Struggling French carmaker Renault on Friday announced 15,000 job cuts worldwide as part of a 2 billion-euro cost-cutting plan over three years, as the company is in bad shape amid declining sales.
Renault said nearly 4,600 jobs will be cut in France and more than 10,000 in the rest of the world.
The group’s global production capacity will be revised from 4 million vehicles in 2019 to 3.3 million by 2024, the company said.
“The difficulties encountered by the group, the major crisis facing the automotive industry and the urgency of the ecological transition are all imperatives that are driving the company to accelerate its transformation,” the statement said.
Jean-Dominique Senard, chairman of the board of directors of Renault, said at a news conference that “each decision, each cost cut has been weighed at length with employees in mind.”
Senard said that there will be no firings as the company is launching talks with unions about the plan.
Renault will use retraining measures, internal mobility and voluntary departures “to find solutions everywhere for people that would be affected,” he said.
Renault’s leadership is “convinced that these are the right decision,” he added. The COVID-19 crisis “only adds to the emergency of this plan.”
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The group, which employs 180,000 workers worldwide, announced the suspension of planned capacity increase projects in Morocco and Romania.
The group is also considering “adaptation” of its production capacities in Russia and announced the halt of Renault-branded oil-powered car activities in China.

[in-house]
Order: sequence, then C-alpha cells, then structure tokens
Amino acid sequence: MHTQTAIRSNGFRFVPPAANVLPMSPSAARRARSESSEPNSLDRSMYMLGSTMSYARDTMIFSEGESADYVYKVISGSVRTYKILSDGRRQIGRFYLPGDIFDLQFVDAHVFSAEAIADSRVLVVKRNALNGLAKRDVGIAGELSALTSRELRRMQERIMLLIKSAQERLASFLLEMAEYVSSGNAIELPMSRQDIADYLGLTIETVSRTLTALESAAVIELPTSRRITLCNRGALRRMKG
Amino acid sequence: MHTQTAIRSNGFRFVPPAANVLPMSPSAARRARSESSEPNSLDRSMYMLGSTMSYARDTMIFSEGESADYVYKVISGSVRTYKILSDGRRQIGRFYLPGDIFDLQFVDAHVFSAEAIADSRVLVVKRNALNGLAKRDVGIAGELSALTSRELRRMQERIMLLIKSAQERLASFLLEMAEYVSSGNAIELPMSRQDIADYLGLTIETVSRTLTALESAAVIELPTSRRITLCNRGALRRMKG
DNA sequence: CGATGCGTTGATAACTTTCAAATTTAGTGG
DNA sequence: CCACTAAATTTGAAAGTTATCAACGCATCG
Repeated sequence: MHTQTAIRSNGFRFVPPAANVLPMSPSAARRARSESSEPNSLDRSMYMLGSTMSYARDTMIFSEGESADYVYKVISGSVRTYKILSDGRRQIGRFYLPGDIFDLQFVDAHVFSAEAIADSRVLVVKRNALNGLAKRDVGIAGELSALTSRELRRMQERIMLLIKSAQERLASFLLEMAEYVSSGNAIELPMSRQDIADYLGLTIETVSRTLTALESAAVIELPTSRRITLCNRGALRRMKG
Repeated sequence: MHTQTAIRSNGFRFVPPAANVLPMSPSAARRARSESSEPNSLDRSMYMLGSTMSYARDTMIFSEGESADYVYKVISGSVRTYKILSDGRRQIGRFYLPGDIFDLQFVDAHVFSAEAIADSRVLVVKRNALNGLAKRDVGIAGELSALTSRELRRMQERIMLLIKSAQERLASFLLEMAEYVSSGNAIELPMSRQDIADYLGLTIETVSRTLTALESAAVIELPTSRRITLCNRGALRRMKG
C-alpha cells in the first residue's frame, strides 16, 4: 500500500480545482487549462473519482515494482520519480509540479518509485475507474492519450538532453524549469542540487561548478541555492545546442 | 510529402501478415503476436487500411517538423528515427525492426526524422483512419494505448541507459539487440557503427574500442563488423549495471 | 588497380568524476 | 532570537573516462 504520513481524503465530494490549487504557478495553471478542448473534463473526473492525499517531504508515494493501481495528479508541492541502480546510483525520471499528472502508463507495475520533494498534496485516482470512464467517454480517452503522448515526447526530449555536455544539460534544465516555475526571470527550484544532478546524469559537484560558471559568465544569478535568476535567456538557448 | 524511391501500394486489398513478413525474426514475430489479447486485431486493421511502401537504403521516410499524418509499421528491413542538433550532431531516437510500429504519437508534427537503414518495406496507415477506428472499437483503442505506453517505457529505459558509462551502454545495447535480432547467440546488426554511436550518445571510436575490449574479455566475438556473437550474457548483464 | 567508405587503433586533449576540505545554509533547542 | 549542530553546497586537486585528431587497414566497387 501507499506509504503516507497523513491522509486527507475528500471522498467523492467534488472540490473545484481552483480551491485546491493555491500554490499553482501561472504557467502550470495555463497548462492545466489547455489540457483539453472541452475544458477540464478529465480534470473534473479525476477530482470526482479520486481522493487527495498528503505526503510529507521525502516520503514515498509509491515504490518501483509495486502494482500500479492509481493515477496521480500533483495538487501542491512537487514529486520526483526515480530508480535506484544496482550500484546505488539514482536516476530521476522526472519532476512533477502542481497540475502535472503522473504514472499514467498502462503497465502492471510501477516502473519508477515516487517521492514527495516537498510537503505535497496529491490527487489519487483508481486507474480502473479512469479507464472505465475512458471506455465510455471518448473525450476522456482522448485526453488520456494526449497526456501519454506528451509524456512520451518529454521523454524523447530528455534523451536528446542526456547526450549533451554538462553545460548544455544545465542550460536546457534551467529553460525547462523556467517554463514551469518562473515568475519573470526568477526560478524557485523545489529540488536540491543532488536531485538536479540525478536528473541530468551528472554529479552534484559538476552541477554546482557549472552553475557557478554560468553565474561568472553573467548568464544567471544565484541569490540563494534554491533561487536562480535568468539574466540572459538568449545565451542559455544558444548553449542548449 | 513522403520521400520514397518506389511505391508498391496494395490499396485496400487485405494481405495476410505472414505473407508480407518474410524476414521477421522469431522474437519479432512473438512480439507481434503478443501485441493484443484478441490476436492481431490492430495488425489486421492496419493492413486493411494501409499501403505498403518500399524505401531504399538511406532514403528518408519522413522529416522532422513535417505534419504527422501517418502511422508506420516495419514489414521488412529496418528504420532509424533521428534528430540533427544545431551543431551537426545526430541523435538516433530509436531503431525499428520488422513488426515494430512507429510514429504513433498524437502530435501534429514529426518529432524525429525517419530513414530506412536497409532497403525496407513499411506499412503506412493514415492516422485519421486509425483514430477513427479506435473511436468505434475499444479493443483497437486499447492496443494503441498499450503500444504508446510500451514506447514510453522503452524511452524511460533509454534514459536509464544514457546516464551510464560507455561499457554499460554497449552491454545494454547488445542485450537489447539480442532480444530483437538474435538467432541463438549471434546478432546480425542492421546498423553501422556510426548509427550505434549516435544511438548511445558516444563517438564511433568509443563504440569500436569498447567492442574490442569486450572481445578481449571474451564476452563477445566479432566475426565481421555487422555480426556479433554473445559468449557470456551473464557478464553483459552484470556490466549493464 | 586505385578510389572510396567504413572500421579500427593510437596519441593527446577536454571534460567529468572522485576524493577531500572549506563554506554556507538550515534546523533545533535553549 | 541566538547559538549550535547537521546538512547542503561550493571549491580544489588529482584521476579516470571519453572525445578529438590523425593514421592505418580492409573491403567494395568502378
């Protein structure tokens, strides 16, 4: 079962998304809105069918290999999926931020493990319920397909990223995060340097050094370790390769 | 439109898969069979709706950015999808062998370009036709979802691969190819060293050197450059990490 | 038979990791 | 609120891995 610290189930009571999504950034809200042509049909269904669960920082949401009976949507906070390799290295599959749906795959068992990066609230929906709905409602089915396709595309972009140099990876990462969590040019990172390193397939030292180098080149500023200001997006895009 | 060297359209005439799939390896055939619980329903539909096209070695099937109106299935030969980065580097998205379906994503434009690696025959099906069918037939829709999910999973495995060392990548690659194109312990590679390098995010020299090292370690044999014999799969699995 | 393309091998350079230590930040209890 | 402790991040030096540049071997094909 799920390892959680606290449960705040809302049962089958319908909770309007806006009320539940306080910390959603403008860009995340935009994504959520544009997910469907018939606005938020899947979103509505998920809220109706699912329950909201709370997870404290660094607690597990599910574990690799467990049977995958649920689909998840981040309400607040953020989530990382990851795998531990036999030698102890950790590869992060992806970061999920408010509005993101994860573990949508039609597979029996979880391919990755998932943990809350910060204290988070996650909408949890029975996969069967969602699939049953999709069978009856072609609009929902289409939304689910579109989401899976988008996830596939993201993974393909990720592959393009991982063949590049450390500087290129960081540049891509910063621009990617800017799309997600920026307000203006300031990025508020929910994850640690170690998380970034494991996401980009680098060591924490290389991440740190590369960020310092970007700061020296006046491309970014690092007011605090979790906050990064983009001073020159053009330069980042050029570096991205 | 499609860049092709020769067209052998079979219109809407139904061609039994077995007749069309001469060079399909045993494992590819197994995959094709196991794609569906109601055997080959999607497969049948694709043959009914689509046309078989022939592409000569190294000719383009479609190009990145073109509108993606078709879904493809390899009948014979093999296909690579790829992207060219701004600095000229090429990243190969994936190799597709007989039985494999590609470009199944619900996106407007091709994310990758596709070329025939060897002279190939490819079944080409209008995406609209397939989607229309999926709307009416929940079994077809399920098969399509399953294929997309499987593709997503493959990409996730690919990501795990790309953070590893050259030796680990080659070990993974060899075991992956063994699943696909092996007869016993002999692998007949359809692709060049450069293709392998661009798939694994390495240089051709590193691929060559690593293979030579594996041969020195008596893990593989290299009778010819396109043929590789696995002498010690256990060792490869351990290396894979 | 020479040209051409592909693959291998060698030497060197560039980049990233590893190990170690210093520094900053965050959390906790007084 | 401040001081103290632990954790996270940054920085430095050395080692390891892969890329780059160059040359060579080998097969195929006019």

Renault will close one site in France, in Choisy-le-Roi, south of Paris, which employs about 250 people.
The group aims to focus its 13 other French sites on “areas with a promising future” including electric vehicles, light commercial vehicles and high value-added innovation.
Interim chief executive officer Clotilde Delbos said no other factory closure has been decided at this stage in France or abroad.
Renault’s new chief executive, Luca de Meo, the former head of Volkswagen’s Seat brand, will provide his “strategic vision” when he starts on July 1, she said.
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Renault came into the coronavirus crisis in particularly bad shape: Its alliance with Nissan and Mitsubishi is a major global auto player but has struggled since the 2018 arrest of its longtime star CEO Carlos Ghosn.
The group reported its first losses in years in 2019.
The French government is its single biggest shareholder with a 15-percent stake, and has been in talks on a 5 billion-euro loan guarantee.
Senard said he expects the government loan guarantee to be formally signed soon. Finance Minister Bruno Le Maire earlier this week that the group’s survival is at stake.
The crisis is not hitting all automakers equally: while Renault is cutting billions in costs, Volkswagen is investing 2 billion euros ($2.2 billion) to expand its presence in China’s electric car industry in the biggest foreign investment announced since the country’s economy began to reopen following the coronavirus pandemic.
The Associated Press contributed to this article